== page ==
Sunday, July 19, 2009

What is the goal of foreign policy?

Today was an extraordinary day for the blog, as my posting about how Iranian prison guards rape women before their execution was featured on Yahoo news story pages for much of the day, and the headline apparently attracted some 20,000 people to view the article.

As one could expect from such an influx of people, I received a lot of comments, and the quality of most of them were about what one would expect. There were many people who refused to believe the story, calling it a Zionist or Jewish conspiracy against Islam (even though the story was not about Islam, but Iran.) Some believed that this was a perfect opportunity to bring in lies about the Talmud. Others got into flamewars.

One commenter, "marie," dropped by another thread and said something that encapsulates much that is wrong with how Westerners tend to think nowadays. In response to my musings on Obama's naivete in trying to force Israel to abandon historic Jerusalem, she wrote:
Keep building settlements retards...that will get the palestinians to love you!
Notwithstanding the humor that results when someone who fancies herself an "intellectual" calls others "retards" as a rhetorical point, this comment struck me as emblematic of today's Western liberal thinking.

Is the point of foreign policy to make your enemy love you?

It appears that the foreign policies of many Western nations in recent decades has been built around just that desire.

The Western nations, wracked with guilt over colonialism and hegemony, believe that they deserve to be hated, and as a result they must bend over backwards to be loved by those they have wronged. It never works, of course, but that is just proof that they need to try harder.

In the case of Israel, the West thinks of Israel as a proxy for all their sins, the intellectual Jew imposing his will on the unwashed Arabs. The fact that Zionism is not a colonialist movement but rather a national restoration movement is lost on those who feel that guilt. To them, the Jews symbolize what they hate about themselves and their past evils, and the Arabs are symbolic of the put-upon aboriginal peoples forever sullied by European colonialism.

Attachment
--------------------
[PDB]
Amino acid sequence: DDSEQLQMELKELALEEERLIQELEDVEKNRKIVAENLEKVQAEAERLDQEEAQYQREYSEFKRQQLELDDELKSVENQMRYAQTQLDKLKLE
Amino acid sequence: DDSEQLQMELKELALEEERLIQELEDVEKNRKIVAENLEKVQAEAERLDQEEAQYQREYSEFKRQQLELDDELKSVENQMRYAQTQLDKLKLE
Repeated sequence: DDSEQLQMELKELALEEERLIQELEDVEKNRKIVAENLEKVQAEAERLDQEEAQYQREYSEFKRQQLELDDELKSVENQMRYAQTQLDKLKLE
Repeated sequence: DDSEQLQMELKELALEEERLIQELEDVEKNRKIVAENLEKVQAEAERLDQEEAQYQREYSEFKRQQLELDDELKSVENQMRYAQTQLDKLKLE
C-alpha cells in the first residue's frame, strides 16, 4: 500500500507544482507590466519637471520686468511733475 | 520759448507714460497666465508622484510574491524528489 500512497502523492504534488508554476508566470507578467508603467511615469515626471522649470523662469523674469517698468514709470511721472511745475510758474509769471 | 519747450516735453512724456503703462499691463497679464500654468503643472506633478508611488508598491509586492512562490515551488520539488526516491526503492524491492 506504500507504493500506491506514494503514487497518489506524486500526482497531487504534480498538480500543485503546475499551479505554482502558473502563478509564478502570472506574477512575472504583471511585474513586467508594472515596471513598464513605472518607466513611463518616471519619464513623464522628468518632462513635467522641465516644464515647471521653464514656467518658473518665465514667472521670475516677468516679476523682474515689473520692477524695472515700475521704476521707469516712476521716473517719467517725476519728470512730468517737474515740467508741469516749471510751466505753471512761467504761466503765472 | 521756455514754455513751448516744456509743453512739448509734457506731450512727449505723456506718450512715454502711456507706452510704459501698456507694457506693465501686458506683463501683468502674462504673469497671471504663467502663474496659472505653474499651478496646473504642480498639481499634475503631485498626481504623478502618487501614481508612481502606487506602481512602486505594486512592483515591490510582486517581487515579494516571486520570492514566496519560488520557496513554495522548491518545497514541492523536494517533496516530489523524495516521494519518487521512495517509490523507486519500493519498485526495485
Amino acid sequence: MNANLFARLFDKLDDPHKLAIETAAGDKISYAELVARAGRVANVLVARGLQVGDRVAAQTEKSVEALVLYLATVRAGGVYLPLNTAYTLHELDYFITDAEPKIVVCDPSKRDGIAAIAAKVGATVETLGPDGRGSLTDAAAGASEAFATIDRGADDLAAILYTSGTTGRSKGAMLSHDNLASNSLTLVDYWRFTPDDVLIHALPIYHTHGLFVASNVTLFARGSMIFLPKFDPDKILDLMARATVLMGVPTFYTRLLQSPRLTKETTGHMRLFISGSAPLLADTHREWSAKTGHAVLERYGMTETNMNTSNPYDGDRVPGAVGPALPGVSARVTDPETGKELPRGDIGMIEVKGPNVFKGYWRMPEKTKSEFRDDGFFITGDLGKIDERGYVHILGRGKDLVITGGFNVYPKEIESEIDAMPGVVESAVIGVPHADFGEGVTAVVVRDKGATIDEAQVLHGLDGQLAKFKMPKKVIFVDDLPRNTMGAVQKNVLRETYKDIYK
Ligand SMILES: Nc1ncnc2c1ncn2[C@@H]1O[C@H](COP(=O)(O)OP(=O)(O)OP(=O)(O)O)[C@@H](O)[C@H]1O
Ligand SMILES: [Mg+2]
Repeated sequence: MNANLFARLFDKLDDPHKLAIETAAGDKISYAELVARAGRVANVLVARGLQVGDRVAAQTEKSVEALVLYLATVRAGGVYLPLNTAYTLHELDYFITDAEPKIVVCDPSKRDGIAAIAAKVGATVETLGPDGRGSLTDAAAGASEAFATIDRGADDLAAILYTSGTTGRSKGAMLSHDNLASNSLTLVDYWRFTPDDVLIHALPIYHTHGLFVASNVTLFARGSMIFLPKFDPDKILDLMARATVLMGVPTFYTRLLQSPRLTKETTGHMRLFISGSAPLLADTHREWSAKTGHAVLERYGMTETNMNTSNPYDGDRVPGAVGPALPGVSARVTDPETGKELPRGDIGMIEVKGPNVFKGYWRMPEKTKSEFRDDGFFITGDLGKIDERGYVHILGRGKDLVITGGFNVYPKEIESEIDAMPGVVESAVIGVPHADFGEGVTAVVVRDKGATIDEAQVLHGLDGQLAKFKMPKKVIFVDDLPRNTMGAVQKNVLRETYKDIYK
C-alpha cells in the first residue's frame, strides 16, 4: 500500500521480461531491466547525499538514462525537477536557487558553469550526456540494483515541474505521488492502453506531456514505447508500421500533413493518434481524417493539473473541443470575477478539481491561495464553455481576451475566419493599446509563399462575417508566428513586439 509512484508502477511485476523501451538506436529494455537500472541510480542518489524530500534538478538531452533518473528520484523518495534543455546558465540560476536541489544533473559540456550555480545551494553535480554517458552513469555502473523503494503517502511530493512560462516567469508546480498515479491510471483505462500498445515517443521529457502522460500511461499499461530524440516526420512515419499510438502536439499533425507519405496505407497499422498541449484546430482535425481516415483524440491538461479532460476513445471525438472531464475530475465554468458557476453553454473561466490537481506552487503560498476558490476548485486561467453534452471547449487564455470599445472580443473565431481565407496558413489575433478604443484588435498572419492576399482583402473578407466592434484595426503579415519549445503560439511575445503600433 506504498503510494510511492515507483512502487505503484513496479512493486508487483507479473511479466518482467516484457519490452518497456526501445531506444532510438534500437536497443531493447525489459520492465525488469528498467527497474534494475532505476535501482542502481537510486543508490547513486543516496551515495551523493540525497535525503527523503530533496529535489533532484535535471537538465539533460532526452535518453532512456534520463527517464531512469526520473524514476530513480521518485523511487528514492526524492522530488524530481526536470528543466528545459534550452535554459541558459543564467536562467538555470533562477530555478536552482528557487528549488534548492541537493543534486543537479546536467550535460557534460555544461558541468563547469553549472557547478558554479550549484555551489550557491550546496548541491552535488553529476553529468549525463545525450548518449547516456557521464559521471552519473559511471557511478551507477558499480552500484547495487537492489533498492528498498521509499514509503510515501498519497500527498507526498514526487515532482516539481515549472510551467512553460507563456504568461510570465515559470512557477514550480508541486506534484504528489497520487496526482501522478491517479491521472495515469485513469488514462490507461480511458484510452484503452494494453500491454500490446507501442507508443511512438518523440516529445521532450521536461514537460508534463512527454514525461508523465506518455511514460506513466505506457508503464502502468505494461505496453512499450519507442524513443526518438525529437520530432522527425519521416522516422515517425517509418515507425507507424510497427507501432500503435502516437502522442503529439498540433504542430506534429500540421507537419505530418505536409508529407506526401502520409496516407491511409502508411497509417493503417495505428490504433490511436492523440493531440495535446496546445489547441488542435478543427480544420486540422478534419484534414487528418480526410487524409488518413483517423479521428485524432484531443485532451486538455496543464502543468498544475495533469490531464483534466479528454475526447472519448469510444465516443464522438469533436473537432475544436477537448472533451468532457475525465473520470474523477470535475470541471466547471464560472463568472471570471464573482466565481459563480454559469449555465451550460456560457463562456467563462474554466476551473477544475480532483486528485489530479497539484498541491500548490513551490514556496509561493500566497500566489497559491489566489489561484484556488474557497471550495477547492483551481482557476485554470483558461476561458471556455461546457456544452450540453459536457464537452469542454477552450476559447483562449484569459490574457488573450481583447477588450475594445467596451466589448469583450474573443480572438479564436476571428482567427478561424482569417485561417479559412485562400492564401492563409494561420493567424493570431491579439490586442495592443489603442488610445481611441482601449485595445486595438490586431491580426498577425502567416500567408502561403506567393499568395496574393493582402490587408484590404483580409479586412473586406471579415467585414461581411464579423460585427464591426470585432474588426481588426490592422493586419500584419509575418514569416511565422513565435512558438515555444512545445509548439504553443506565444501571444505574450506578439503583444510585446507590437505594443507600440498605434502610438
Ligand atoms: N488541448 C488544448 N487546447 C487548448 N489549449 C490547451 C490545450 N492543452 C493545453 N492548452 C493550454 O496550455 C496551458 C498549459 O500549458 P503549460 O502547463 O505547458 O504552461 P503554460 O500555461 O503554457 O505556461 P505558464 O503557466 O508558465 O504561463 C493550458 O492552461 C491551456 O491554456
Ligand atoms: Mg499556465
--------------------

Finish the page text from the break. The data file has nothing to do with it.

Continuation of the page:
So to them, only one side is guilty - the "white" side.

Asking both sides to compromise is not how peace can come, according to this thinking. The Jews are guilty of the original Western sin and must pay for it. Forcing the Jews to pay for the sins of the British and French and Portuguese and Spanish is a way to displace the feelings of guilt over their own past injustices.

To this way of thinking, only the enemy can decide when enough concessions are made. The enemy - the pure, innocent victims - have complete veto power over every peace plan because this is not a negotiation: it is a capitulation, and admission of guilt, a plea for forgiveness. If you are not forgiven then you have not done a good enough job of penance, and the proof is - because you have not yet been forgiven.

The enemy - such a loaded term, we should say the "negotiating partner" - cannot be expected to compromise, ever. Only one side has the onus of guilt, and the non-Westerners are presumed innocent. Any crimes they commit must be looked at through the prism of the much more obscene Western sins.

Marie has stumbled upon the exact problem - the fact that many on the West hate themselves and the only penance is to gain forgiveness from those we think we have wronged. We must do whatever is needed to make them love us, and only then can we love ourselves.

Israel must also be forced to adhere to this formula. Every terror act is justified because it is a reaction to Israel's original sin of existing. Every defensive move Israel chooses to do is a painful reminder of its hostile, "colonialist" origins.

This is the subtext behind today's liberal attitudes to foreign policy. It is rooted in this deep sense of self-hate drenched in guilt. And this hate is projected into Israel, the lightning rod for all of the West's sins.